I do all my writing in Markdown. I really like that it’s basically plain text with a little bit of markup and super close to HTML. That makes it easy to just write and more importantly read without having to constantly render and preview it. I actually write out all of my drafts before looking at the rendered version most of the time. A helpful setting in vim there is to enable spell checking for Markdown files. In my vimrc I have autocmd FileType markdown setlocal spell set, so that every time I open a Markdown file I get spell correction automatically. This is especially helpful as I do most of my writing not in my first language. So vim tells me immediately when I’ve written the German spelling for an English word and lets me correct it.

When I want to focus on writing I also tend to only work on my 11" MacBook Air and not connect it to the Thunderbolt Display. The bigger screen tends to distract me more than it helps. However I do have an iTerm profile with a bigger font for writing. The default for coding, IRC, email, etc for me is 11pt. And I switch to 18pt for writing.

vim distraction free writing


For blogging I use jekyll. I switched to it 6 years ago when I wanted to have a blog again and it works pretty well most of the time. Rumour has it that I’m constantly trying to replace it with a simple Makefile but that may or may not be true. The repo is open source on GitHub but I host the actual site on my own server.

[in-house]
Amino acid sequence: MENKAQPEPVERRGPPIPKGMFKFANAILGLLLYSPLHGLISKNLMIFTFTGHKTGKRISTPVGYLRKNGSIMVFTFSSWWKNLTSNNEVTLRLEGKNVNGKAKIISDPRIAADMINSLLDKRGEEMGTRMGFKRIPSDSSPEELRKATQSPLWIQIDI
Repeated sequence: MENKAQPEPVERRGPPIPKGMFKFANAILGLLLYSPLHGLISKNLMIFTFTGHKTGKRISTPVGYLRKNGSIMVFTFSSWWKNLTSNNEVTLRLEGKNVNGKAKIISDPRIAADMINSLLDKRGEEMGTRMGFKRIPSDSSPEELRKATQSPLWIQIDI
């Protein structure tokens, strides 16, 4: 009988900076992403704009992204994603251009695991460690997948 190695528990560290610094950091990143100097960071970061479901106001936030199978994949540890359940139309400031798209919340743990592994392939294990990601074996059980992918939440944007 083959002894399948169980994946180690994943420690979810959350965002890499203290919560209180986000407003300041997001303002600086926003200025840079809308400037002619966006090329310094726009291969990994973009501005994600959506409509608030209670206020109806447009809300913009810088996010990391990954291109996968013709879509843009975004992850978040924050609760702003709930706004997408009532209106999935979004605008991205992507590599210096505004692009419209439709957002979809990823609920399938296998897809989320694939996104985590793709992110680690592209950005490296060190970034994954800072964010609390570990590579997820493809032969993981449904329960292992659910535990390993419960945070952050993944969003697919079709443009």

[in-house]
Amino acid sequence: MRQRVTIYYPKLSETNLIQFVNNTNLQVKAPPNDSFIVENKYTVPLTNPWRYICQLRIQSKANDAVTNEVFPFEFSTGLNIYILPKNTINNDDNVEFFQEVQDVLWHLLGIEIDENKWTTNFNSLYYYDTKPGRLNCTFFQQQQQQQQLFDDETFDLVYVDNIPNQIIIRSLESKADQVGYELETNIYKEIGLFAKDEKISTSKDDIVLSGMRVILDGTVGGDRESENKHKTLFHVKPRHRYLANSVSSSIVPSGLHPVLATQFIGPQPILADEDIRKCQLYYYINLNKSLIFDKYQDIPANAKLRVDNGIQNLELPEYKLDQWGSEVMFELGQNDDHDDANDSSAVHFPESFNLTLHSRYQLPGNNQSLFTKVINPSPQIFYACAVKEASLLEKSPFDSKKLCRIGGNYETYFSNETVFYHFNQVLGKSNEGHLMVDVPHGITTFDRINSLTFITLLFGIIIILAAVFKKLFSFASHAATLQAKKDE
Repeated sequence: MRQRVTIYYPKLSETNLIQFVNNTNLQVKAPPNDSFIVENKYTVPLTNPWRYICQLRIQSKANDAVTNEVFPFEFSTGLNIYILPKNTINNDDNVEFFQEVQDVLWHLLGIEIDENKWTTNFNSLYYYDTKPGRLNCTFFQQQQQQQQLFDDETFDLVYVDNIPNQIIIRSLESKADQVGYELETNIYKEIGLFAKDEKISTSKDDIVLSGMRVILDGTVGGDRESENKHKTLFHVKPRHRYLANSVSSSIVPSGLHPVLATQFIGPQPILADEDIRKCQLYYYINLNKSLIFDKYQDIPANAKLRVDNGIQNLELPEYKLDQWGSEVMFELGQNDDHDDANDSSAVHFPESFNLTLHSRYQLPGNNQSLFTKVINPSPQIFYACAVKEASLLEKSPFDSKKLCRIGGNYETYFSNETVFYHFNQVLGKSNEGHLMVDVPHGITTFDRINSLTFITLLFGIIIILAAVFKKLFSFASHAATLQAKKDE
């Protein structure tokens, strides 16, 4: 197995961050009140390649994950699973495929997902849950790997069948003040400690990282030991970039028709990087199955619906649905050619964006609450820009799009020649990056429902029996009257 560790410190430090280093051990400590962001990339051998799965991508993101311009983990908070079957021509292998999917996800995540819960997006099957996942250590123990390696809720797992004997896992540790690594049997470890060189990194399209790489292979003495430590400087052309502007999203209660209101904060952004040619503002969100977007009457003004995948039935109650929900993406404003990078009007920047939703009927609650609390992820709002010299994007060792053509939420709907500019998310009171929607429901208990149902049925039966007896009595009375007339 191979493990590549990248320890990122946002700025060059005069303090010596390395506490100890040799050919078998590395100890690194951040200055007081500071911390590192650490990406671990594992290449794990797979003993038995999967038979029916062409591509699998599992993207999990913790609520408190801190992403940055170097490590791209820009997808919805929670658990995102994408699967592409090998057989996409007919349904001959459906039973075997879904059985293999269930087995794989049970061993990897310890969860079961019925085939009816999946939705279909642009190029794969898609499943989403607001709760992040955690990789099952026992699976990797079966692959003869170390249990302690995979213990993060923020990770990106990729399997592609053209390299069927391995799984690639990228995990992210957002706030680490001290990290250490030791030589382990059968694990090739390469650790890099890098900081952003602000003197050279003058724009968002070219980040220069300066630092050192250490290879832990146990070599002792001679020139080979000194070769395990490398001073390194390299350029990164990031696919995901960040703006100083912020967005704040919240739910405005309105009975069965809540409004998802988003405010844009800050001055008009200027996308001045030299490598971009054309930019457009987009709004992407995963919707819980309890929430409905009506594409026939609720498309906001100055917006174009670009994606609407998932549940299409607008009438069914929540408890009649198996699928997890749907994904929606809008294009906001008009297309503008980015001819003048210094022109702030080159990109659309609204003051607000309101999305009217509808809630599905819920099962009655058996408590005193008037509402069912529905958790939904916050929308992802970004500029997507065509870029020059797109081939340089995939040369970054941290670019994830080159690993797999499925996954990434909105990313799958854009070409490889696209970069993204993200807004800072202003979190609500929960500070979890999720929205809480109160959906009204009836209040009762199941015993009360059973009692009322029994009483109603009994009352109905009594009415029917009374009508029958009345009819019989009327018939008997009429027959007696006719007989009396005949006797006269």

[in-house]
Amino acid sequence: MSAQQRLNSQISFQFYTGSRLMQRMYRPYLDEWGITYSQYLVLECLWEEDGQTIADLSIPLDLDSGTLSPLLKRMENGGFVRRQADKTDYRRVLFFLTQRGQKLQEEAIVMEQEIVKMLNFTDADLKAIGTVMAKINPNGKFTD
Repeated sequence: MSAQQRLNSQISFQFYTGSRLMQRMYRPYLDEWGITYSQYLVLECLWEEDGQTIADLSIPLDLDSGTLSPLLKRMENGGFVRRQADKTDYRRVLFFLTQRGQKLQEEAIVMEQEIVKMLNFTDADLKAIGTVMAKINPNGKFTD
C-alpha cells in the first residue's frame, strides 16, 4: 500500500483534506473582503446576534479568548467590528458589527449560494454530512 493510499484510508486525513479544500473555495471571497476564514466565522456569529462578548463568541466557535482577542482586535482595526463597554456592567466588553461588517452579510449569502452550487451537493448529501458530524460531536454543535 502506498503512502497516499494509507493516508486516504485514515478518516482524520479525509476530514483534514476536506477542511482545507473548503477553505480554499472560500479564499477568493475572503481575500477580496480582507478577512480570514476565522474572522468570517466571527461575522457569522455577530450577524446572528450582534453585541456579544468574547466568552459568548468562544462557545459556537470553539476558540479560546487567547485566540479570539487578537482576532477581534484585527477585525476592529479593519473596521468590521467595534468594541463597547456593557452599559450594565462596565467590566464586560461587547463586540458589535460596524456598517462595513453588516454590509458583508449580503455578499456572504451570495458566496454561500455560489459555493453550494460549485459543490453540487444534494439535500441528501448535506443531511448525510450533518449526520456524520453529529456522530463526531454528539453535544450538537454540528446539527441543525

I used to have all my drafts in the jekyll _drafts folder, as it made the most sense to have it all in one place. Whenever I had an idea for a new blog post I would create a file in there with the yaml frontmatter, set the title and published to false and jot down some bullet points. However since I didn’t want the blog posts I may or may not write be in the git repo on GitHub, I never committed them to git. Which started to annoy me as I didn’t really have a commit log, backup, etc for my drafts. I also had the whole blog cloned into my owncloud folder, which meant that it would always try to sync all the jekyll files and git objects although it wasn’t really necessary as I only really cared about having my drafts everywhere for easy access. So I decided to move my drafts into a separate repo, that is just pushed to one of my servers. From there I can just clone it wherever I want, edit, and push it back up.